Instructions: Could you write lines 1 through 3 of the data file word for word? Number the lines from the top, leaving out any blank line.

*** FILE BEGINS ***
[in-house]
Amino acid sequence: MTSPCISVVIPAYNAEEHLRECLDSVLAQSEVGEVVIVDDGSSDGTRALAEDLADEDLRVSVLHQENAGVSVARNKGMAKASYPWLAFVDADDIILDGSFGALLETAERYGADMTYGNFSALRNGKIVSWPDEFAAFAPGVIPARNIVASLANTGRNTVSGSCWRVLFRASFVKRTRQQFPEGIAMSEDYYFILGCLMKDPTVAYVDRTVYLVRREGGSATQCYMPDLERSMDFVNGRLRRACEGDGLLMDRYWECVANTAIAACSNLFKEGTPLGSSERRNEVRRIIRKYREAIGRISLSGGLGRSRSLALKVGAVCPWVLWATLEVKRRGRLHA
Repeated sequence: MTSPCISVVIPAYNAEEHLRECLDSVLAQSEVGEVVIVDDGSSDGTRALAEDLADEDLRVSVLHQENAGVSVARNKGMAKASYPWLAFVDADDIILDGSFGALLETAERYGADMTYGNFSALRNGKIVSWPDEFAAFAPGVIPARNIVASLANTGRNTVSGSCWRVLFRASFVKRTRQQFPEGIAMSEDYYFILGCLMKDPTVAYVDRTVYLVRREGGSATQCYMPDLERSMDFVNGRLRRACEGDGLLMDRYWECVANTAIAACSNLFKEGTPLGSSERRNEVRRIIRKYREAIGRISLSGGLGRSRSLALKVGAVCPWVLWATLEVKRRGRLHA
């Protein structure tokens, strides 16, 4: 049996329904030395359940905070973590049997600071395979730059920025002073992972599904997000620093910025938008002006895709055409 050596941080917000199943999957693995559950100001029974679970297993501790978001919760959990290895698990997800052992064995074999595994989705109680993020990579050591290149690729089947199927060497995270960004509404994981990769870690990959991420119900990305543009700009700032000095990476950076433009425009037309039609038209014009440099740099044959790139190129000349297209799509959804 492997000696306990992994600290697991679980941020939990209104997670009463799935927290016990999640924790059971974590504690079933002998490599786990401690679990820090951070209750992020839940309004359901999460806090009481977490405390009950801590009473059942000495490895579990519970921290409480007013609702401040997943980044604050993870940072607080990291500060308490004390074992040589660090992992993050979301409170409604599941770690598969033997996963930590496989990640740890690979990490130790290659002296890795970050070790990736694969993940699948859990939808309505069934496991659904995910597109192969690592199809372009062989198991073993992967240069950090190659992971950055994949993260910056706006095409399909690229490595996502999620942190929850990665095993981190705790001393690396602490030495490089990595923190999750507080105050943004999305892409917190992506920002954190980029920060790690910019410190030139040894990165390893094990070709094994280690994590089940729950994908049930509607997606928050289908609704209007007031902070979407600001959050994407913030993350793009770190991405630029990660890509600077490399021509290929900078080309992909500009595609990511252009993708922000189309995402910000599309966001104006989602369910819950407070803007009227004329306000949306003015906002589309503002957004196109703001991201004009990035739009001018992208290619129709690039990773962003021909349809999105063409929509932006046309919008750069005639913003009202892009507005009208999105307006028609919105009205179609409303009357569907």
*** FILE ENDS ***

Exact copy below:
[in-house]
Amino acid sequence: MTSPCISVVIPAYNAEEHLRECLDSVLAQSEVGEVVIVDDGSSDGTRALAEDLADEDLRVSVLHQENAGVSVARNKGMAKASYPWLAFVDADDIILDGSFGALLETAERYGADMTYGNFSALRNGKIVSWPDEFAAFAPGVIPARNIVASLANTGRNTVSGSCWRVLFRASFVKRTRQQFPEGIAMSEDYYFILGCLMKDPTVAYVDRTVYLVRREGGSATQCYMPDLERSMDFVNGRLRRACEGDGLLMDRYWECVANTAIAACSNLFKEGTPLGSSERRNEVRRIIRKYREAIGRISLSGGLGRSRSLALKVGAVCPWVLWATLEVKRRGRLHA
Repeated sequence: MTSPCISVVIPAYNAEEHLRECLDSVLAQSEVGEVVIVDDGSSDGTRALAEDLADEDLRVSVLHQENAGVSVARNKGMAKASYPWLAFVDADDIILDGSFGALLETAERYGADMTYGNFSALRNGKIVSWPDEFAAFAPGVIPARNIVASLANTGRNTVSGSCWRVLFRASFVKRTRQQFPEGIAMSEDYYFILGCLMKDPTVAYVDRTVYLVRREGGSATQCYMPDLERSMDFVNGRLRRACEGDGLLMDRYWECVANTAIAACSNLFKEGTPLGSSERRNEVRRIIRKYREAIGRISLSGGLGRSRSLALKVGAVCPWVLWATLEVKRRGRLHA